Berkeley City Council will convene Tuesday for its first regular meeting this year to consider a number of items, including an ordinance aimed at reducing single-use disposable foodware, such as single-use plates and utensils, and an item regarding the allocation of more than $4 million to reduce the consumption of sugar-sweetened beverages.
Item 22, or the Single Use Disposable Foodware and Litter Reduction Ordinance, authored by Councilmember Sophie Hahn and Mayor Jesse Arreguín, will create a mini-grant program to help food vendors with one-time costs associated with converting to reusable foodware. Item 27a on the new business action calendar, which originates from a Sugar Sweetened Beverage Product Panel of Experts, will allocate $4.75 million to reduce the consumption of sugary drinks.
According to Zero Waste Consultant and Zero Waste Commission Chair Christienne de Tournay, the foodware ordinance was first proposed in April 2018 and then referred to the Zero Waste Commission, which held a series of public informational meetings regarding the ordinance and then made recommendations.
“This is a really good piece of legislation. … Berkeley has been a leader in recycling and in sustainable and environmental policy, but Berkeley is slipping behind and recycling rates are down,” de Tournay said. “This is designed to change behaviors — to not use something one time then throw it away.”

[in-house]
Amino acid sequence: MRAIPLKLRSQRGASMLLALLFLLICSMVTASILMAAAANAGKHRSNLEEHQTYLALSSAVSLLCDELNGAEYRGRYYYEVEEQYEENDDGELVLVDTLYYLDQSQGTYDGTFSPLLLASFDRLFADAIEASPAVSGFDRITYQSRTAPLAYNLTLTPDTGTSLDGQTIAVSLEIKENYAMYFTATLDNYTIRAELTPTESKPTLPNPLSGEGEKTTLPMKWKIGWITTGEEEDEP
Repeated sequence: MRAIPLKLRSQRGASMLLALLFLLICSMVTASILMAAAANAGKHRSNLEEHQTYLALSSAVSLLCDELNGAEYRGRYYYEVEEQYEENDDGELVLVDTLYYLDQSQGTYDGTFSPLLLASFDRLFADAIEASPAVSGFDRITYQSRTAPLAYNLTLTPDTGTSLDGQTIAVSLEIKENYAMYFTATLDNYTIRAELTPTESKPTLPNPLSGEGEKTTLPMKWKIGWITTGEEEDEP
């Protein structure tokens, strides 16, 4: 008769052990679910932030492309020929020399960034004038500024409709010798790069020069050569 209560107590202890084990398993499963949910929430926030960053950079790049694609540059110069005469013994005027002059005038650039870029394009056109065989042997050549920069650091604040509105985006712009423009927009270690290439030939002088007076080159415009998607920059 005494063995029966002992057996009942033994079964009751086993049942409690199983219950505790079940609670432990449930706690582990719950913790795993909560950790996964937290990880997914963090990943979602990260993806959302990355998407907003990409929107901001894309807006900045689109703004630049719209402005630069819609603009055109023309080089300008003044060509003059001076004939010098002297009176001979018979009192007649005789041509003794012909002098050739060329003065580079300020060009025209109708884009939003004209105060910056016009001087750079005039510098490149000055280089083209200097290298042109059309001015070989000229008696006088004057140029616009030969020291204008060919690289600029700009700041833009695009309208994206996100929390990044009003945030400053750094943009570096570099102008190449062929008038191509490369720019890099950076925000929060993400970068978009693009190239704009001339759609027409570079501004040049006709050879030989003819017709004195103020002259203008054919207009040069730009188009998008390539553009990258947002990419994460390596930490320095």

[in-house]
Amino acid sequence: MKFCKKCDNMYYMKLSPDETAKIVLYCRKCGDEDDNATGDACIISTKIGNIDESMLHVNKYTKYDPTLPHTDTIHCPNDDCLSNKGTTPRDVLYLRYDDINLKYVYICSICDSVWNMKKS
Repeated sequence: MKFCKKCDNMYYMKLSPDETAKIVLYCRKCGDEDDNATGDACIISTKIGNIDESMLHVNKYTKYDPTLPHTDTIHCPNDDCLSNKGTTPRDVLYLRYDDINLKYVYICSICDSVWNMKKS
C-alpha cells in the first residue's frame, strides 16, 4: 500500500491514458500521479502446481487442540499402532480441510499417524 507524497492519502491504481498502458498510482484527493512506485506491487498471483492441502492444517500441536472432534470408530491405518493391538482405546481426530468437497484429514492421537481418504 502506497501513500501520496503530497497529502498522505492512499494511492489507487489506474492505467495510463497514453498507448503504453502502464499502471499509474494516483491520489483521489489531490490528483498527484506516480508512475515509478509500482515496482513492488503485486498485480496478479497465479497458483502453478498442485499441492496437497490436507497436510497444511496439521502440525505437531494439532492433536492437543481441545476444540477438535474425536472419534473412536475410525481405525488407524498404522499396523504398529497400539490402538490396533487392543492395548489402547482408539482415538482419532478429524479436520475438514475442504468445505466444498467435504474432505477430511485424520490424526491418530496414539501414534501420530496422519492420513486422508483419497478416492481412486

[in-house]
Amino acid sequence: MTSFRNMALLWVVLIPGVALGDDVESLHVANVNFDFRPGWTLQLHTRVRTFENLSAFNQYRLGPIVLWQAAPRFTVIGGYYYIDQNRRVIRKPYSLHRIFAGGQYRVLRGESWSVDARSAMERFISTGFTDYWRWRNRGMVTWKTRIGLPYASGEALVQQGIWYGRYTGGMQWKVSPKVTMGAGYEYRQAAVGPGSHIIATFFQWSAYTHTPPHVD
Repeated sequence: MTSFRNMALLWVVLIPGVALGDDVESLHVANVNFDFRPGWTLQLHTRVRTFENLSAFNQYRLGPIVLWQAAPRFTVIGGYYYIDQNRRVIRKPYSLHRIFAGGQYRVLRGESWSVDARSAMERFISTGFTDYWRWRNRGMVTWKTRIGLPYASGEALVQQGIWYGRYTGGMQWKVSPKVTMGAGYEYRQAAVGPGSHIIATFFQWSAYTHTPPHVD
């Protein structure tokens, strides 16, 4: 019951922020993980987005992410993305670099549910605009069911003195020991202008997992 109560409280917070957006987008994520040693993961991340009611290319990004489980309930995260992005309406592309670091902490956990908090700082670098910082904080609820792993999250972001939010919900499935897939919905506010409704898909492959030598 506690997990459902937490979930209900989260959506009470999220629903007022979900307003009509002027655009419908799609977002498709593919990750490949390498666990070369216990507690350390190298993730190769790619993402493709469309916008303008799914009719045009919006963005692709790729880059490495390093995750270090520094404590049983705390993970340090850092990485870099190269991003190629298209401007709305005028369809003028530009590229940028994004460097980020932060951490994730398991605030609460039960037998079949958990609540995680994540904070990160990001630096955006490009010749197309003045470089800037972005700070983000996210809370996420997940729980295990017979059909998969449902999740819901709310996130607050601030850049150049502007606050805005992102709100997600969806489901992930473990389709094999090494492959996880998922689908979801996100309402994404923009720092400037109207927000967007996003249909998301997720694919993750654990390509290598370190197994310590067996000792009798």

According to the agenda, the ordinance will impose a charge the same as or similar to the disposable cup charge on other disposable foodware containers.
The ordinance takes into consideration the economic factors of switching to reusables. According to de Tournay, switching to reusable items will ultimately lead to savings for businesses.
“We really, really took into consideration the business and the business point of view,” de Tournay said. “This effort is not one to punish anyone. This is not about taxation fees. This is really about trying to solve this problem of too much waste ending up in too many of the wrong places.”
The sugar consumption reduction allocation item will be distributed in two installments of $2.375 million a year, according to the agenda, with 40 percent allocated to the Berkeley Unified School District, or BUSD, to help implement and enhance cooking and gardening programs.
Twenty percent of the money will be utilized by the city manager to monitor the process of sugar consumption reduction, and 10 percent will go toward a comprehensive media campaign that will coordinate with regional soda tax efforts.
According to UC Davis assistant professor of human development and family studies Jennifer Falbe, who also researches the addictive quality of sugary beverages, sugar-sweetened beverages are the largest source of added sugar in the American diet and can lead to diabetes and obesity.
BUSD programs receiving money from this item have a curriculum with an additional focus on sugars and sugary beverages, according to Falbe.
“The program is an excellent avenue for improving children’s beverage consumption and health,” Falbe said. “It has very broad reach … because it’s a public school program — it has the ability to reach almost all of Berkeley’s children regardless of their families’ resources.”
A previous version of this article may have implied that that the Zero Waste Commission gave recommendations about the foodware ordinance before it held public informational meetings. In fact, the commission gave these recommendations after it held the public meetings.
A previous version of this article misspelled Christienne de Tournay’s last name.